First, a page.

As with the previous recipe these form part of the traditional Christmas repertoire for the Schaumann household. My Mum has been making them for years and now we are all making them. They are change your life good. You can only eat them in moderation because they are frighteningly rich. Although it should be said that the Aitchison children (some or all) have been known to clean up an entire batch of them when their poor benighted mother was out of the house buying their presents!
You can make minty ones (my fave) by using mint slices instead of toffee pops and rolling them in chocolate.
2 packets of Toffee Pops, crushed to fine crumbs in the food processor
125g cream cheese
1/2 cup of icing sugar
1/4 cup sieved cocoa to roll
Beat the cream cheese until soft, then blend in the biscuit crumbs and sifted icing sugar. Chill the mixture until it is firm enough to roll, then form it into small balls, rolling each ball in cocoa to coat. Store chilled. These could also be rolled in chocolate of whatever kind you like.
Photos will follow later but this recipe is an urgent request from my daughter, hopefully tonight I’ll get the full complement of Christmas goodies on here. Poor blog, lying fallow for so long.
1 packet of chocolate thin biscuits
1 packet of oddfellow pepperments
1 tin condensed milk
Before starting you need to realise that oddfellows are hard. Very hard. Very not good for your processor blade. I will not take responsibility for any blades which are damaged (as mine was last year). Crush the biscuits in the food processor, then crush the oddfellows. Take out of the processor and examine the poor blade and say to yourself “well this is how you must suffer in the name of Christmas and scrumminess, sorry blade” Add the condensed milk and mix. Roll the balls in coconut (or be decadent and roll them in dark chocolate) and dribble white icing over the top (or white chocolate)
Oh My! There is no way in hell that this is good for you but it is awesomely delicious. The recipe comes from Delicious Magazine, March 2012. It is a Nigella Lawson recipe and it has all the hallmarks of her. It is luscious, silky, smooth and a little bit of elegant fun. It takes about 5 minutes to make and is soooo worth it. I recommend eating the leftovers for breakfast. I had a thought after making it that it would make a lovely tart filling if it was slightly thicker. Something to work on there.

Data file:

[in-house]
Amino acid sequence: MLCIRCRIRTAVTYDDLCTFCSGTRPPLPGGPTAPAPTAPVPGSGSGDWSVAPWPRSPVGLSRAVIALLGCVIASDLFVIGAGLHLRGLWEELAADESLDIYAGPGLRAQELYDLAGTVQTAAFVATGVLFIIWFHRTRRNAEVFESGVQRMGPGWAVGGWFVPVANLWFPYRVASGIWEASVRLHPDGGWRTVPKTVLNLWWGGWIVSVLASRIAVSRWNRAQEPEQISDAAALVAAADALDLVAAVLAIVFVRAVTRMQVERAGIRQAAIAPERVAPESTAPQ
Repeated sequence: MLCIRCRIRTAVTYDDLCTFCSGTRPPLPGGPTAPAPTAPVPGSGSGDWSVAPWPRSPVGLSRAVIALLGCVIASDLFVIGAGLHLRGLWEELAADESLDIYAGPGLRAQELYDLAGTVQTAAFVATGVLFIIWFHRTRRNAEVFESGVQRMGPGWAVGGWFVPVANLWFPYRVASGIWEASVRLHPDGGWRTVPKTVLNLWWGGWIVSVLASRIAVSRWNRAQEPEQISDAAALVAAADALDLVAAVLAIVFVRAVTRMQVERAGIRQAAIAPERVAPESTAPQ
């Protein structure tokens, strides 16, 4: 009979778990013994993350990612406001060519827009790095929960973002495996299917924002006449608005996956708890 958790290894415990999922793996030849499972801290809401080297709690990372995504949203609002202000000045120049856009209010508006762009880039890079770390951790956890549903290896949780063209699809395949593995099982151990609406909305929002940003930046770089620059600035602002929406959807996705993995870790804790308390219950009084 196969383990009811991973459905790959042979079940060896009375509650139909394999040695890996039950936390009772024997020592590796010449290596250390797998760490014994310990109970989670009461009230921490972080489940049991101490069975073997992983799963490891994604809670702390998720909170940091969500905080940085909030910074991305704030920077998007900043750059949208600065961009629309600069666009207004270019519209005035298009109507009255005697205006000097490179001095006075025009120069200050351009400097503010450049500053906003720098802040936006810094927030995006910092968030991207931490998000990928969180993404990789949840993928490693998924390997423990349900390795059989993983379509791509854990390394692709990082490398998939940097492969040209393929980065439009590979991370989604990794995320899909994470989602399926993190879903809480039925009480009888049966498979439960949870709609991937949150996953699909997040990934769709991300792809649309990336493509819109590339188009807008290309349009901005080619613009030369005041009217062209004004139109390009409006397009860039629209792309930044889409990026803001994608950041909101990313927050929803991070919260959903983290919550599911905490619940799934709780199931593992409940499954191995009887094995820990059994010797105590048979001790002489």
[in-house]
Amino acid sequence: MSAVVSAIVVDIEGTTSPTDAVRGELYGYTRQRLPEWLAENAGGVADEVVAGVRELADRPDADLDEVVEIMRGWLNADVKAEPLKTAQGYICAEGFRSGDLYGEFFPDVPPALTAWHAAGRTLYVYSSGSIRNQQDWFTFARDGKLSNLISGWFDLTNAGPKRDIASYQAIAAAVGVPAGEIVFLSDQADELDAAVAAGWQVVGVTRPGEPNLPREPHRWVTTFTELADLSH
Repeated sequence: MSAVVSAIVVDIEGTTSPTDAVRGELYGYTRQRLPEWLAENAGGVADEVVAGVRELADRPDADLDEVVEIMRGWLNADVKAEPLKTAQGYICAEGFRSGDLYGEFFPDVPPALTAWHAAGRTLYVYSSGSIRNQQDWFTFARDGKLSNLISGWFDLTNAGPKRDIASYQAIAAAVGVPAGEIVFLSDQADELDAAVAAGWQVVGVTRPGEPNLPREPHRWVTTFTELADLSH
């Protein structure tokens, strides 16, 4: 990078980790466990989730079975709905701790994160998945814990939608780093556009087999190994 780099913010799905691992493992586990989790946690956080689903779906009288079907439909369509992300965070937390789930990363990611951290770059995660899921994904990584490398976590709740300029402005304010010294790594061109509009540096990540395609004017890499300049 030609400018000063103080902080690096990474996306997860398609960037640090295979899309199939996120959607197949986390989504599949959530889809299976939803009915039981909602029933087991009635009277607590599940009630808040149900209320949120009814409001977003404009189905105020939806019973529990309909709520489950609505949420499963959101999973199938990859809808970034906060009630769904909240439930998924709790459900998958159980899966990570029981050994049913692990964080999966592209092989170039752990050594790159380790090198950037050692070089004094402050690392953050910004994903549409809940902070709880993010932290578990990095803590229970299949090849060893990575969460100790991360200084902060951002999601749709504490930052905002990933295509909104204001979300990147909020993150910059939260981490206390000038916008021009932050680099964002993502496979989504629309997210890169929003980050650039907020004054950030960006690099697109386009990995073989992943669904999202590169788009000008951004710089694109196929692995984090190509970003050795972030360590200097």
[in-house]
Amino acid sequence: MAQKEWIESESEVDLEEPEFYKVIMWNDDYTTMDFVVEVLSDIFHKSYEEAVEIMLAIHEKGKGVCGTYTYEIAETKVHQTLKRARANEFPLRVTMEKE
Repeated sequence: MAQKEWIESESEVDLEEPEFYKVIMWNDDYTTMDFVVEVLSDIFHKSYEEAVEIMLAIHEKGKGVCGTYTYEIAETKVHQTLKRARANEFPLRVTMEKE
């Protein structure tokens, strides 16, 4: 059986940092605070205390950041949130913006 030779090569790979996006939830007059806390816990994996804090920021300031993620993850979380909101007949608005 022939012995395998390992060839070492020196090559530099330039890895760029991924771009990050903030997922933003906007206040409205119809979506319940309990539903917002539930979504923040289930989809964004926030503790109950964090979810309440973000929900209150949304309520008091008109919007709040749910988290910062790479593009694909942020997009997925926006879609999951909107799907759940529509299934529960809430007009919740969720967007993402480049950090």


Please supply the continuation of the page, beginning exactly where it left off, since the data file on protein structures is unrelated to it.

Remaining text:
75g salted butter, 50g brown sugar (I didn’t have any so used palm sugar), 50g golden syrup, 1/2 a cup of thickened cream – normal cream if you live in NZ, 1/2 – 1 1/2 tsp sea salt flakes. Vanilla ice cream to serve and I used bananas too.
Melt the butter, sugars and golden syrup in a small, heavy-based pot over a medium low heat and simmer. Swirl the pan occasionally for three minutes. The sauce should turn from gold to dark amber as it cooks – Keep an eagle eye on it, do not allow it to burn. Carefully add the cream – take it off the heat for a minute or so to do this, add the salt and swirl again.
Give it a stir with a wooden spoon and taste to see if you ant more salt (I did), then cook for a further 1 minute. Pour into a jug and serve with ice-cream. Apologies for the terrible photo!
Salted Caramel Sauce with ice cream and bananas.
One of my all time favourites, this is just delicious. The photo isn’t the best. What this makes is a peanut full slice which just barely clings together with the mixture. It will be slightly different each time you make it. Not really sure why. The icing is really a crowning glory. It’s fudgey and caramelish and just goes so well with the base. Everyone I make this for loves it, and seriously, it takes 10 minutes to throw together, if that.
150g butter, ½ cup sugar, 1 desertspoon golden syrup, 1 cup peanuts, 1 cup flour, ½ tsp baking powder, 1 cup rice bubbles
Preheat oven to 180 degreesC. Melt butter, sugar and golden syrup over a low heat. Chop peanuts in a food processor. Mix flour, baking powder and rice bubbles together. Mix everything together and place in slice tin which has been lined with baking paper. Bake until golden, approximately 15 min.
Make the icing while it is cooking with 100g butter, 150g icing sugar, 1 tblsp golden syrup. Melt butter and golden syrup, stir in vanilla and icing sugar and pour over the base while it is still hot. Cut when cool into long thin pieces.